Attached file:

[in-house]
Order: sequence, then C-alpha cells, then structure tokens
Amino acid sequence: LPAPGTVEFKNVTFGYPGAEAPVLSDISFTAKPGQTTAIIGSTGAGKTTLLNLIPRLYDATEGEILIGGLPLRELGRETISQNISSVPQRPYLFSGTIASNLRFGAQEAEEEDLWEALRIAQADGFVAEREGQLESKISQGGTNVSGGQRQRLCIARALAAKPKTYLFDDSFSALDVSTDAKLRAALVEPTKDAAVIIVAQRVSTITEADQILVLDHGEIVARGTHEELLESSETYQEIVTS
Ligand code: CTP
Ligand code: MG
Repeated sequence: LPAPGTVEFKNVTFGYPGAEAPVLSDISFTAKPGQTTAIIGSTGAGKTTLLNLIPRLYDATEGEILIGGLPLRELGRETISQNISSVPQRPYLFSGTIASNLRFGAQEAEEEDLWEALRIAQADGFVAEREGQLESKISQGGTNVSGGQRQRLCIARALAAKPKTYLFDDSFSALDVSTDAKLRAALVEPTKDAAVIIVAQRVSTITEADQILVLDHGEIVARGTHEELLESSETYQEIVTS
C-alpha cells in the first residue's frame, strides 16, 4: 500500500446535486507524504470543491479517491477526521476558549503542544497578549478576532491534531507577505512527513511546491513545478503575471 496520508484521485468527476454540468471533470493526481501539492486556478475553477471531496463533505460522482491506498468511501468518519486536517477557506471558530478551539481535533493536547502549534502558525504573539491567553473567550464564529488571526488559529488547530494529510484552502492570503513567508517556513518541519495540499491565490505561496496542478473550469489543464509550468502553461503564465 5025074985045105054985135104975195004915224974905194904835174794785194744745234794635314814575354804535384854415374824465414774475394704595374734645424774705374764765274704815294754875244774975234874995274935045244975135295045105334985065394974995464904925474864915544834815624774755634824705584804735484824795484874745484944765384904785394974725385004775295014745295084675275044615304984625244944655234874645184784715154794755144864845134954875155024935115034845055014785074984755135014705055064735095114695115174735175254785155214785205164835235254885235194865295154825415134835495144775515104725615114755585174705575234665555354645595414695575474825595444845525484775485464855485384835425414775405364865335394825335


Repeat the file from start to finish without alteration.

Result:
[in-house]
Order: sequence, then C-alpha cells, then structure tokens
Amino acid sequence: LPAPGTVEFKNVTFGYPGAEAPVLSDISFTAKPGQTTAIIGSTGAGKTTLLNLIPRLYDATEGEILIGGLPLRELGRETISQNISSVPQRPYLFSGTIASNLRFGAQEAEEEDLWEALRIAQADGFVAEREGQLESKISQGGTNVSGGQRQRLCIARALAAKPKTYLFDDSFSALDVSTDAKLRAALVEPTKDAAVIIVAQRVSTITEADQILVLDHGEIVARGTHEELLESSETYQEIVTS
Ligand code: CTP
Ligand code: MG
Repeated sequence: LPAPGTVEFKNVTFGYPGAEAPVLSDISFTAKPGQTTAIIGSTGAGKTTLLNLIPRLYDATEGEILIGGLPLRELGRETISQNISSVPQRPYLFSGTIASNLRFGAQEAEEEDLWEALRIAQADGFVAEREGQLESKISQGGTNVSGGQRQRLCIARALAAKPKTYLFDDSFSALDVSTDAKLRAALVEPTKDAAVIIVAQRVSTITEADQILVLDHGEIVARGTHEELLESSETYQEIVTS
C-alpha cells in the first residue's frame, strides 16, 4: 500500500446535486507524504470543491479517491477526521476558549503542544497578549478576532491534531507577505512527513511546491513545478503575471 496520508484521485468527476454540468471533470493526481501539492486556478475553477471531496463533505460522482491506498468511501468518519486536517477557506471558530478551539481535533493536547502549534502558525504573539491567553473567550464564529488571526488559529488547530494529510484552502492570503513567508517556513518541519495540499491565490505561496496542478473550469489543464509550468502553461503564465 5025074985045105054985135104975195004915224974905194904835174794785194744745234794635314814575354804535384854415374824465414774475394704595374734645424774705374764765274704815294754875244774975234874995274935045244975135295045105334985065394974995464904925474864915544834815624774755634824705584804735484824795484874745484944765384904785394974725385004775295014745295084675275044615304984625244944655234874645184784715154794755144864845134954875155024935115034845055014785074984755135014705055064735095114695115174735175254785155214785205164835235254885235194865295154825415134835495144775515104725615114755585174705575234665555354645595414695575474825595444845525484775485464855485384835425414775405364865335394825335